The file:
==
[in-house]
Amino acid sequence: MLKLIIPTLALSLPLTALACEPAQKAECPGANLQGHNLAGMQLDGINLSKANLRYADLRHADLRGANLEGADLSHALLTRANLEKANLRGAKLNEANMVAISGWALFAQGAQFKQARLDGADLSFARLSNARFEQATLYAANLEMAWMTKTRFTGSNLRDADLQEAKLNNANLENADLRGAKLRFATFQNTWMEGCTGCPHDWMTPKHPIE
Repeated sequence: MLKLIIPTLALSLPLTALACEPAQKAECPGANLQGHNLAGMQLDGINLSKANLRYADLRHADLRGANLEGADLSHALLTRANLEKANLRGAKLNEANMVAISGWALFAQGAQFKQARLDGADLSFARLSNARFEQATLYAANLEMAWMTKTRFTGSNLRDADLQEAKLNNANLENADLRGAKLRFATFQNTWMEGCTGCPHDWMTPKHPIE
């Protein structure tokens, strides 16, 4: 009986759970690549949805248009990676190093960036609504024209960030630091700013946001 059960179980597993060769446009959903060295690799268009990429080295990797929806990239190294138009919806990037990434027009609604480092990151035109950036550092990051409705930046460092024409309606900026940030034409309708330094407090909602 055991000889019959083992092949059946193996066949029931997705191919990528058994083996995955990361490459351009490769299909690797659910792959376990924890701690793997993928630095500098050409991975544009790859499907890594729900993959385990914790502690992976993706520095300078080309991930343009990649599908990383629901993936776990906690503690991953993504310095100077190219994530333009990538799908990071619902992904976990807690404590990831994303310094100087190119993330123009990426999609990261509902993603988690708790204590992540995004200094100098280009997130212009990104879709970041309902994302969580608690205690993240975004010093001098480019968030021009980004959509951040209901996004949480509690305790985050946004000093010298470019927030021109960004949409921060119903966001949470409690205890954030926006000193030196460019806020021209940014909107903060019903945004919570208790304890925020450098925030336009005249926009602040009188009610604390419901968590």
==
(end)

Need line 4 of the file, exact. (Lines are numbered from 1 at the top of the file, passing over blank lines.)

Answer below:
């Protein structure tokens, strides 16, 4: 009986759970690549949805248009990676190093960036609504024209960030630091700013946001 059960179980597993060769446009959903060295690799268009990429080295990797929806990239190294138009919806990037990434027009609604480092990151035109950036550092990051409705930046460092024409309606900026940030034409309708330094407090909602 055991000889019959083992092949059946193996066949029931997705191919990528058994083996995955990361490459351009490769299909690797659910792959376990924890701690793997993928630095500098050409991975544009790859499907890594729900993959385990914790502690992976993706520095300078080309991930343009990649599908990383629901993936776990906690503690991953993504310095100077190219994530333009990538799908990071619902992904976990807690404590990831994303310094100087190119993330123009990426999609990261509902993603988690708790204590992540995004200094100098280009997130212009990104879709970041309902994302969580608690205690993240975004010093001098480019968030021009980004959509951040209901996004949480509690305790985050946004000093010298470019927030021109960004949409921060119903966001949470409690205890954030926006000193030196460019806020021209940014909107903060019903945004919570208790304890925020450098925030336009005249926009602040009188009610604390419901968590």